Remember talking about when and how to use our flash a few weeks ago?  To make sure I answer all your questions, I am going to dive a little more into using flash this week just for you.

It’s happened to the best of us. Those times when you take a photo using the flash and your subject in the foreground is well exposed but your background is completely dark. The worst, right? When taking any kind of photograph, with or without flash, you want a nice balance of light between your foreground and background.

dragging the shutter

Sometimes fixing the problem is as easy as bouncing your light off a wall or ceiling. But what if you are outside? What if you are in the gym trying to capture your child’s volleyball game and the ceiling is way too high? That’s where dragging the shutter comes to play!

“Dragging the shutter” is when you use a low sync speed with your flash. Dragging the shutter allows you complete control over the shutter speed resulting in the perfect balance between your flash and ambient light.

When you drag the shutter, you are using two light sources: ambient light and flash. The flash will expose for your subject and ambient brightens your background. Take advantage of the ambient light in your setting for the perfect background exposure. To do this, set your shutter at a speed that is slower than the maximum sync speed. This lets in some of the light from the background. If your low sync speed is 1/200, shoot at 1/100. That’s 3 stops more light that you’re letting in from the background.

So how exactly do we do this? I’m glad you asked!

How to Drag the Shutter

dragging the shutter

You can drag the shutter whether you are using your pop-up flash or if you have an external flash with these simple steps:

1. Set your camera to Manual mode only.

2. Set your ISO to the lowest sensitivity {it should be 100}.

3. Set your shutter to 1/200 or your camera’s fastest sync speed {check your manual for this}.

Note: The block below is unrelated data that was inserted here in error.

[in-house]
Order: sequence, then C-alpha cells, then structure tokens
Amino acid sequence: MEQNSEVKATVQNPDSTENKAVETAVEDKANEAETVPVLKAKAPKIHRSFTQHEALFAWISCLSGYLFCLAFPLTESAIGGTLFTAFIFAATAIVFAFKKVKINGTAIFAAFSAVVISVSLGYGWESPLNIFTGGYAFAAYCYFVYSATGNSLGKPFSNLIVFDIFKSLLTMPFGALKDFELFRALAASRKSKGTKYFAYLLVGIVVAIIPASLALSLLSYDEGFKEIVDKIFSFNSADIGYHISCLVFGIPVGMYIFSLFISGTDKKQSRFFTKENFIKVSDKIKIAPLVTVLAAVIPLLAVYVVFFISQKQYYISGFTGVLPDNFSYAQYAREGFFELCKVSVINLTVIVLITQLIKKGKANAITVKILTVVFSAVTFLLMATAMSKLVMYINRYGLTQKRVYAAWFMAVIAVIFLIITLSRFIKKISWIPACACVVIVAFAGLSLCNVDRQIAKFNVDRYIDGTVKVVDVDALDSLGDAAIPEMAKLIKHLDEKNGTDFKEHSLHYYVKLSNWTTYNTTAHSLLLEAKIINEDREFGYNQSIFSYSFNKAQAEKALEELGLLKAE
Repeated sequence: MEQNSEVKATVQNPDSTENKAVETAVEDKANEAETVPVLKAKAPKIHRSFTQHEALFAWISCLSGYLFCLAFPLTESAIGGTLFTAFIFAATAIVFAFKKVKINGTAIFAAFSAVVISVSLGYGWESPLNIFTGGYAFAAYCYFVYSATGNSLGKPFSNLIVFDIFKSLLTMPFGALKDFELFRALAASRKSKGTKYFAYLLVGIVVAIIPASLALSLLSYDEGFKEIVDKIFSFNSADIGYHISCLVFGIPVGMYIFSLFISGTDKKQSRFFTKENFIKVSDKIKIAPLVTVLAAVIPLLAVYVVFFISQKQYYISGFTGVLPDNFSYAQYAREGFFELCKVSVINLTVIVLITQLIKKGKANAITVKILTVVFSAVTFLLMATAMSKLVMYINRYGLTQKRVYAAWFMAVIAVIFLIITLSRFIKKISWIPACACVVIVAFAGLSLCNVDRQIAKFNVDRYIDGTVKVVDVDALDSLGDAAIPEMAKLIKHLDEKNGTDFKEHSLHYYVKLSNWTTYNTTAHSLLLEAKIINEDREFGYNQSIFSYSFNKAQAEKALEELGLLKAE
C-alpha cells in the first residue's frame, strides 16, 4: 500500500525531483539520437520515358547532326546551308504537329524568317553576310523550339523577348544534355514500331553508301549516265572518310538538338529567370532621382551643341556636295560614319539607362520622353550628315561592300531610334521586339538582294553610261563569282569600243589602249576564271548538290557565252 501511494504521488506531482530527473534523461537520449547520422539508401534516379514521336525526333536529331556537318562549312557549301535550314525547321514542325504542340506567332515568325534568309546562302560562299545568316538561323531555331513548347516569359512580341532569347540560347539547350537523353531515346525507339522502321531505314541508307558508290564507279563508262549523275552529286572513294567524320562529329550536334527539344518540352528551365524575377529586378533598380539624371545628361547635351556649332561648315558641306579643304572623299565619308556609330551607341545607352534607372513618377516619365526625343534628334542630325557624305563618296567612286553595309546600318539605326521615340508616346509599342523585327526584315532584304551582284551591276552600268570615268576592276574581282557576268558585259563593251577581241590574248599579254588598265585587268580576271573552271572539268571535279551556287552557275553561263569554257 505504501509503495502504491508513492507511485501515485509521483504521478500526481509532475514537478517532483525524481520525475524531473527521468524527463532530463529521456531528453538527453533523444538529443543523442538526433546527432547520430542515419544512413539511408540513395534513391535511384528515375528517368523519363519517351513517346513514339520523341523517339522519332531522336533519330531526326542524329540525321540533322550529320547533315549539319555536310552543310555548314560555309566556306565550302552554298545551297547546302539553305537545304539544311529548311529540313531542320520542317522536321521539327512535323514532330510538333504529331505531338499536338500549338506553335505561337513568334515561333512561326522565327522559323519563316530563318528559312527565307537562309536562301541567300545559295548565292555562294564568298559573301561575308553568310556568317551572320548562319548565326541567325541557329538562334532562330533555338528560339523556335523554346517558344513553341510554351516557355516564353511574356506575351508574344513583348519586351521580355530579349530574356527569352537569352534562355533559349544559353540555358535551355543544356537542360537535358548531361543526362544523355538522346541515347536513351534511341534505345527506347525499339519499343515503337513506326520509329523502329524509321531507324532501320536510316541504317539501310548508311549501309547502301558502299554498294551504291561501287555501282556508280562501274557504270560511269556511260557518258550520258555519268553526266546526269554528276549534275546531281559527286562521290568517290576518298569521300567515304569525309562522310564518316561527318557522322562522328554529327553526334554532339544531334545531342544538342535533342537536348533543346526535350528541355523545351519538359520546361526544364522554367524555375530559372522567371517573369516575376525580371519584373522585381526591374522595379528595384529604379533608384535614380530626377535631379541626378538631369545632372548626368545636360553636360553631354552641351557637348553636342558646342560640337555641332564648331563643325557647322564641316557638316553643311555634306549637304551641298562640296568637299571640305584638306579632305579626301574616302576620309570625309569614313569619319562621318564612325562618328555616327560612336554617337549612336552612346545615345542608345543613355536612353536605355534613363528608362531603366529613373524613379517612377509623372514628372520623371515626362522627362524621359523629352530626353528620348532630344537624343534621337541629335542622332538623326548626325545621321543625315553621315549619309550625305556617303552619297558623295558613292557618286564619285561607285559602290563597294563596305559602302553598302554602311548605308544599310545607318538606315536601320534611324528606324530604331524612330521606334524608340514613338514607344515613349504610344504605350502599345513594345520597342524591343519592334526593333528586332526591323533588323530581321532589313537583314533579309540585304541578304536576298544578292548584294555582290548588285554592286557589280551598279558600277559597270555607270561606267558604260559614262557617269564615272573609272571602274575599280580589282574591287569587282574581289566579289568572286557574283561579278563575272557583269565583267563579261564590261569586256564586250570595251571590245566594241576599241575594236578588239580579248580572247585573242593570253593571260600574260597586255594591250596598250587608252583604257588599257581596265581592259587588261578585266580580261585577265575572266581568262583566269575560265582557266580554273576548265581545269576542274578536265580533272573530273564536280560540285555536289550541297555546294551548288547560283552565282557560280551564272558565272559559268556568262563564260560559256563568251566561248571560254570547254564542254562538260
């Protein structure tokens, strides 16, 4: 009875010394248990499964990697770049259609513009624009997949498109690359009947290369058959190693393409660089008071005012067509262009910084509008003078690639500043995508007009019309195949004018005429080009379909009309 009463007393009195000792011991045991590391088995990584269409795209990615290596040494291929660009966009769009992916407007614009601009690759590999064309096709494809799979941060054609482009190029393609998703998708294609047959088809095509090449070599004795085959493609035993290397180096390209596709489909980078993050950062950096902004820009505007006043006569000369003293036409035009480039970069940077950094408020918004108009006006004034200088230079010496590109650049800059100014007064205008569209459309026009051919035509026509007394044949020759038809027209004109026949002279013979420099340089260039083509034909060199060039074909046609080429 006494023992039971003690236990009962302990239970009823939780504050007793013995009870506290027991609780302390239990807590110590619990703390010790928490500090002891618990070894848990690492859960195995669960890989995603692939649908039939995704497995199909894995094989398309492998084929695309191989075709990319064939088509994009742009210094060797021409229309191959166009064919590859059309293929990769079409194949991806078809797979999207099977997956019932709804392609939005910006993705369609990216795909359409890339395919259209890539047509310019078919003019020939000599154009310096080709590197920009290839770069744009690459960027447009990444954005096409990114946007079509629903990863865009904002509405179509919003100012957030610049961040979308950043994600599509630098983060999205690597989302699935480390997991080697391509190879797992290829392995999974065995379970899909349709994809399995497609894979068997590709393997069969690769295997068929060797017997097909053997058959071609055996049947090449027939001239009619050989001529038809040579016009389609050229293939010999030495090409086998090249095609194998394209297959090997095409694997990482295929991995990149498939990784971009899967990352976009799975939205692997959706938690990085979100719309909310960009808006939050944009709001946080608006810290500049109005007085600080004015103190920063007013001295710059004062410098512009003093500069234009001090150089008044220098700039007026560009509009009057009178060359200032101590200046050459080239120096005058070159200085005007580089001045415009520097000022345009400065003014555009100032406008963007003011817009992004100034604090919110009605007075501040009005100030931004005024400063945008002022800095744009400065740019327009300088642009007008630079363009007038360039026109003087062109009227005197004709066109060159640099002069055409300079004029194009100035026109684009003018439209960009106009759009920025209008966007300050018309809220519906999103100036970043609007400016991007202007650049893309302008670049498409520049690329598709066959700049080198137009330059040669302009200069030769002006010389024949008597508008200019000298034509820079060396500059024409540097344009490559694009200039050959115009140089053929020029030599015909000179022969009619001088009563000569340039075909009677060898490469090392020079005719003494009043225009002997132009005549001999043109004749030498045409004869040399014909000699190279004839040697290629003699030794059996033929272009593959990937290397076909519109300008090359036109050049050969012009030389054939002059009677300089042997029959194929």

4. Set up your shot.

5. Spot meter the brightest object in your frame and adjust the aperture until that bright spot is at lest 4 stops underexposed. If you are inside, you should start at  f/ 5.6. If you are outside, start at f/ 22 if after sunrise and before sunset. If it is really bright out, try doing this in the shade.

6. Take your first photo without using the flash. Your photo should be completely black. If it doesn’t come out black, then use a smaller aperture {higher number} until it is.

7. Now, turn your flash on. Take another photo with the same settings that you used above. You should have a lit subject against a dark background.

8. Next, take a series of photos but after each take, slow the shutter speed 1 stop. Go from 1/200 to 1/100 to 1/50, etc. Stop when you reach the desired exposure. Your series of photos should look like the ones below.

dragging the shutterdragging the shutterdragging the shutter

Some things to keep in mind:

  • Change the camera setting so that the flash is always fires.
  • If the camera allows setting flash exposure compensation, you can reduce the flash output by setting the flash exposure compensation to a negative number.
  • When dragging the shutter you’re often using a really slow shutter speed which means you are going to end up with some camera shake and subject movement.

Your challenge this week is to break your flash out again and play around with dragging the shutter. Try using larger apertures, longer shutter speeds, and higher ISOs! Don’t forget to share your photographs on our Facebook page!


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